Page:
Naturally, there is always a twist in these kind of stories and the revelations surrounding the Grey Man didn't disappoint. It caps off the four part story nicely. The pace throughout is sold; this isn't a racing affair could have worked just as well as a three-parter, but it packs atmosphere, mystery and compelling journeys for many of the characters involved. While I'm not 100% sold on Culshaw's performance, I really enjoyed the Brigadier's involvement in the story and the exploration of how his relationship with the Doctor involved. And given that they have been playing these characters for years, Sylvester McCoy and Sophie Aldred never disappoint.
The Grey Man of the Mountain is a lovely Doctor Who adventure to end the year on. It might not be the most exciting story released in 2020, and the Grey Man mystery is really second fiddle, but as a Brigadier and Seventh Doctor story, Myles's script delivers in spades.
A nine minute music suite from musician and sound designer Benji Clifford accompanies the first disk. The gentle harmonies in the opening sequence capture the beauty of the Scottish landscape, complete with bag pipes and harps, before descending into a thundering percussion beat and racing strings that emphasises the menace and danger of the story. Finishing off with some gourgeous, sweeping chords, Clifford effortlessly captures the mood of The Grey Man of the Mountain.
The end of disk two has a trailer for January's Sixth Doctor story, featuring Miranda Raison's Constance. Colony of Fear promises to be a dramatic, violent tale that takes its cue from Colin Baker's TV period.
Director Samuel Clemens and producer Emma Haigh introduce the behind the scenes interviews for The Grey Man of the Mountain, drawing on the challenges of directing a cast in lock down and tapping into the wintry themes of this tale. Writer Lizbeth Myles draws on the Scottish legend, The Green Man of Ben MacDui as inspiration for the story, reflecting on the haunting accounts from Scotland's second tallest mountain that are sure to raise a a few hairs.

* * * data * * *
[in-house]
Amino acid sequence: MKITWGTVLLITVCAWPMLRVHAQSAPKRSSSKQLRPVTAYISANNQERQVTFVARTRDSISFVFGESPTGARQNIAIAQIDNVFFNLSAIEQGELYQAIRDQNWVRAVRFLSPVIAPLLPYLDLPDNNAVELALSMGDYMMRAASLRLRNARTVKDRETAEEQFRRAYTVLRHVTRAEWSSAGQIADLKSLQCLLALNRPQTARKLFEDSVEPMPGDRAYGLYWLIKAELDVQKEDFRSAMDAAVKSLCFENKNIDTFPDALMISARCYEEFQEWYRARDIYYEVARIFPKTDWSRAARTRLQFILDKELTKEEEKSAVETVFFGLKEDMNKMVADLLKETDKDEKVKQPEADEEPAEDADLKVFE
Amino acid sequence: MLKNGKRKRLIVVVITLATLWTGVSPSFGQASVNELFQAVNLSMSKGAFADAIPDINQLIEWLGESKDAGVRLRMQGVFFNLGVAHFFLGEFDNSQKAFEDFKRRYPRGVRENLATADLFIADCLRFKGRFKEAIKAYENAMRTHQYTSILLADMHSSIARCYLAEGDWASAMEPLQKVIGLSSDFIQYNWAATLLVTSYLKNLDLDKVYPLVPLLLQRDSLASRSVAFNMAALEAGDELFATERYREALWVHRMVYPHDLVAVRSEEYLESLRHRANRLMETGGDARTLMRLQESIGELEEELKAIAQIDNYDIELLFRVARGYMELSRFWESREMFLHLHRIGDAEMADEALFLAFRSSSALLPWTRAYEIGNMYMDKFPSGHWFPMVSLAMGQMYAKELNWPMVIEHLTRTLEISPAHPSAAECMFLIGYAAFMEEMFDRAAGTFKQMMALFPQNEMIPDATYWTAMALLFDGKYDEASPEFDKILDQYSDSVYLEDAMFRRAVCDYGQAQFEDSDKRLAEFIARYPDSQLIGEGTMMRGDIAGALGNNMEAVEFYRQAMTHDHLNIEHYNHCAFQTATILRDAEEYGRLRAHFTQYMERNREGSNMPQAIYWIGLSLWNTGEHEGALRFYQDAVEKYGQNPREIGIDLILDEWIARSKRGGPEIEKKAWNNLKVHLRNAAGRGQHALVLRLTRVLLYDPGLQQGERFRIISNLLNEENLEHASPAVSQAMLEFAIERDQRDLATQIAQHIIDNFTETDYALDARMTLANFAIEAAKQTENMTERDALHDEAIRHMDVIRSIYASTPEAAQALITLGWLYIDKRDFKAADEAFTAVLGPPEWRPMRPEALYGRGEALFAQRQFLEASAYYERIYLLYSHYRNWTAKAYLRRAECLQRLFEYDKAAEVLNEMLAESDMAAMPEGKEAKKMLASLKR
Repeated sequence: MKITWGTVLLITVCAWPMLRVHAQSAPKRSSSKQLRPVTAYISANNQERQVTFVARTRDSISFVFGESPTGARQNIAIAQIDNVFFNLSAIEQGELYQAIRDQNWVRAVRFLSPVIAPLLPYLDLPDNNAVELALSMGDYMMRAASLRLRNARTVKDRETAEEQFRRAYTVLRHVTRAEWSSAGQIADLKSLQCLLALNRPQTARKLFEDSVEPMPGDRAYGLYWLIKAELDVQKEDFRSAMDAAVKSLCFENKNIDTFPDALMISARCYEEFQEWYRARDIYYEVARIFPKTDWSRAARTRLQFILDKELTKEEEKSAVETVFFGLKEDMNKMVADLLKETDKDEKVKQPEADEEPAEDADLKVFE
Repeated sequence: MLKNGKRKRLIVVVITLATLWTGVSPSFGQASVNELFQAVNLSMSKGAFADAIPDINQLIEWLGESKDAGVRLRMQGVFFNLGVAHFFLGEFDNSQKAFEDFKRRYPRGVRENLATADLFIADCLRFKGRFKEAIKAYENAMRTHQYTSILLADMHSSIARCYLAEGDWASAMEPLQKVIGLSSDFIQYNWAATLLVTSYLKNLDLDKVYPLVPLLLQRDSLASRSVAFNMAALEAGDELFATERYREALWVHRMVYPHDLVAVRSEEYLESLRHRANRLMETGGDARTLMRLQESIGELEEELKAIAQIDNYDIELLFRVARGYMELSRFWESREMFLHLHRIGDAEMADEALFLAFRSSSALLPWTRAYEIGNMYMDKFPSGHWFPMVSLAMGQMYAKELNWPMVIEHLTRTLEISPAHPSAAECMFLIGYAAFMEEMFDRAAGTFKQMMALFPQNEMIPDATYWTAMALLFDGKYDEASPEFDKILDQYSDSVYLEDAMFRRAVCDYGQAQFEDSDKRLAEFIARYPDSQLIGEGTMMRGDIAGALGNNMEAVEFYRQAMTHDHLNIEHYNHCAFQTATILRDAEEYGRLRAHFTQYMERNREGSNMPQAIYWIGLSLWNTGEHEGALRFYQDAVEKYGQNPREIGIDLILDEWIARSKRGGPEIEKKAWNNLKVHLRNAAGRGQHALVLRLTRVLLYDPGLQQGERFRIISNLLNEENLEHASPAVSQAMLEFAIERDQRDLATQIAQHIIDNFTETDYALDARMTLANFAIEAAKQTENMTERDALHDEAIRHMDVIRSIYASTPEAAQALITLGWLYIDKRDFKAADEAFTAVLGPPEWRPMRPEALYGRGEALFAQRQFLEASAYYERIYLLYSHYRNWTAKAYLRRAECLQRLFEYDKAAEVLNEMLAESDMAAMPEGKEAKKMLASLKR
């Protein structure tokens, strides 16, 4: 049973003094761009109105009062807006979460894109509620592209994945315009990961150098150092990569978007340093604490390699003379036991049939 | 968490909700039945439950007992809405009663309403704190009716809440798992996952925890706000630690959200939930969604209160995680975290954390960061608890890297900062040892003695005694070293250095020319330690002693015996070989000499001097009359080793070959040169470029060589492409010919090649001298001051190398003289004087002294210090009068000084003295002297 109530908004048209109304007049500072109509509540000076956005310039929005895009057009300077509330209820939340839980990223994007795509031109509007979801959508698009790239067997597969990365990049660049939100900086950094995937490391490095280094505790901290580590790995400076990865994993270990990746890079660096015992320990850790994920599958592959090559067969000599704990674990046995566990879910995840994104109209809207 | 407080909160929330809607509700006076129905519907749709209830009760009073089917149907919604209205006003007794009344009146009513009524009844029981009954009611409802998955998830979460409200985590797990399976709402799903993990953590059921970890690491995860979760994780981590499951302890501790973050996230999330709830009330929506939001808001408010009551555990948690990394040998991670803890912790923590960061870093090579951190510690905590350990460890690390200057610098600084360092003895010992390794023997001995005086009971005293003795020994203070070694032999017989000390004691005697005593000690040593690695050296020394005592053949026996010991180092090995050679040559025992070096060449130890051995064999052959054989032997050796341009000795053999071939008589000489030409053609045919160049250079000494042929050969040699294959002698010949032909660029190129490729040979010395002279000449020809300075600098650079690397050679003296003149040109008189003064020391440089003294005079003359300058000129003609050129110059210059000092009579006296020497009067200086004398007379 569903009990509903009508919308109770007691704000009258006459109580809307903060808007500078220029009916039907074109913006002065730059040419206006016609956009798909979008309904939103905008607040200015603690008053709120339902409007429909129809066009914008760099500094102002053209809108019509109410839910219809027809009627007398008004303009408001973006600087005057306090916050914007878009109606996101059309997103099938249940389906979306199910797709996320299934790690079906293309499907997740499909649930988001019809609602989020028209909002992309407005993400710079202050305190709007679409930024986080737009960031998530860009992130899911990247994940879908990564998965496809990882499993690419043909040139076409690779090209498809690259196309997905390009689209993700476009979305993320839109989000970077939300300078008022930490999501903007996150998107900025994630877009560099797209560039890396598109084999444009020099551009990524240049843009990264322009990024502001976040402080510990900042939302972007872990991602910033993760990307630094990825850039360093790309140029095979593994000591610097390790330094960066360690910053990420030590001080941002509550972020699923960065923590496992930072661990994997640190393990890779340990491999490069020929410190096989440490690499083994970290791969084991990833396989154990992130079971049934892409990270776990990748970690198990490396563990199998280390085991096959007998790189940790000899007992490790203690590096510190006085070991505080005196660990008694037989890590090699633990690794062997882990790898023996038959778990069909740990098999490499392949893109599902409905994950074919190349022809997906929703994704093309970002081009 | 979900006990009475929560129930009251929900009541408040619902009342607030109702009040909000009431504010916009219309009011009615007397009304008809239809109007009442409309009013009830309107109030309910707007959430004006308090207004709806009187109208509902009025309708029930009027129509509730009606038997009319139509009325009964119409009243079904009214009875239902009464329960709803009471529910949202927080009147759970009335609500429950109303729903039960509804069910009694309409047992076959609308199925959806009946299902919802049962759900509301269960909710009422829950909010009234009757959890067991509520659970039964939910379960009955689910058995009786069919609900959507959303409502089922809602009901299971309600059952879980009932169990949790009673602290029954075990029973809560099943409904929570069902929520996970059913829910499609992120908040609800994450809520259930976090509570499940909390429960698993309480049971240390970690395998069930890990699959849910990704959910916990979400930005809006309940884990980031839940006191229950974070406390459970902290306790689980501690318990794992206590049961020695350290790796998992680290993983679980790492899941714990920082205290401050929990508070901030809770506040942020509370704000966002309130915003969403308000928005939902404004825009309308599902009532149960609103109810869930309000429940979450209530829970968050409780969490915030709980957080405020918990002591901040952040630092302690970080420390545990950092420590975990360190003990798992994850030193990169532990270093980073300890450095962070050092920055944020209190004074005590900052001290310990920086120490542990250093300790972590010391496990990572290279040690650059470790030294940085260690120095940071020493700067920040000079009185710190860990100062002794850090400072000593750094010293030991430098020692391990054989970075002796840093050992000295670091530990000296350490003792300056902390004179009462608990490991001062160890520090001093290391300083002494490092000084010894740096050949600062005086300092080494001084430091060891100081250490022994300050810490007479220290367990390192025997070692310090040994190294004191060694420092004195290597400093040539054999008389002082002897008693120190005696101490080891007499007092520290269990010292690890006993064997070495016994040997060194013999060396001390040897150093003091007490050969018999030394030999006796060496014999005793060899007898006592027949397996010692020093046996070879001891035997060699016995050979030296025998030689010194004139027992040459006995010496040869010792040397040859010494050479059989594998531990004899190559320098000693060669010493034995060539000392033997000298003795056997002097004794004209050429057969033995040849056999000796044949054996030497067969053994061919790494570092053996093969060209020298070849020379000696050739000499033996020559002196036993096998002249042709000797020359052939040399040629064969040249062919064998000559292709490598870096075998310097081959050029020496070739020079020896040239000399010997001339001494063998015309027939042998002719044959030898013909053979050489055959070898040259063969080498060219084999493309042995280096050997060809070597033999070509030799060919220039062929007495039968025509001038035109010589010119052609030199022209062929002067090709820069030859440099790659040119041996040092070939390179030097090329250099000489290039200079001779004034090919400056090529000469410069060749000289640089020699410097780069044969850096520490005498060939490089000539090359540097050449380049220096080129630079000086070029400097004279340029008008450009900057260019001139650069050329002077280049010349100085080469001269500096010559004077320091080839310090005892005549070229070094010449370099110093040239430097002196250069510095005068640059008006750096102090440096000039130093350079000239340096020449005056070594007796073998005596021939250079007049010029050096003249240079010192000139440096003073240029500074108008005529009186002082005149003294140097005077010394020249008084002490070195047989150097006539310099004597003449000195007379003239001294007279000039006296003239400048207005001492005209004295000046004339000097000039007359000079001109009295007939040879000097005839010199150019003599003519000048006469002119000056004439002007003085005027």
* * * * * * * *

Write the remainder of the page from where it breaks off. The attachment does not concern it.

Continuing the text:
Sylvester McCoy reflects on working with Nicholas Courtney on 1989's Battlefield and how they were friends going into that story, just as he has become friends working with Jon Culshaw, who plays the Brigadier in this release. Culshaw is enthusiastic in capturing the older, mischievous energy of the Brigadier and Seventh Doctor's relationship. Sophie Aldred enjoys the idea of Ace having her own companion in the story; Lizbeth Myles draws on Ace's own quasi companions, like Rona Munro from 1989's Survival, something that is very apparent when listening to the The Grey Man of the Mountain. Lucy Goldie (Kirsty) also reflects fondly on that friendship with Ace that develops throughout the story.There's also a delight from Aldred on the openness of Ace as she reflects on that kiss at the end.
Vivien Reid is full of passion in playing Crypto-Zoologist, while Culshaw is particularly fond of Reid's other character Janet MacKenzie. The Brigadier's enjoyment of many cups of tea and lots of Garibaldi is a wonderful visual to imagine!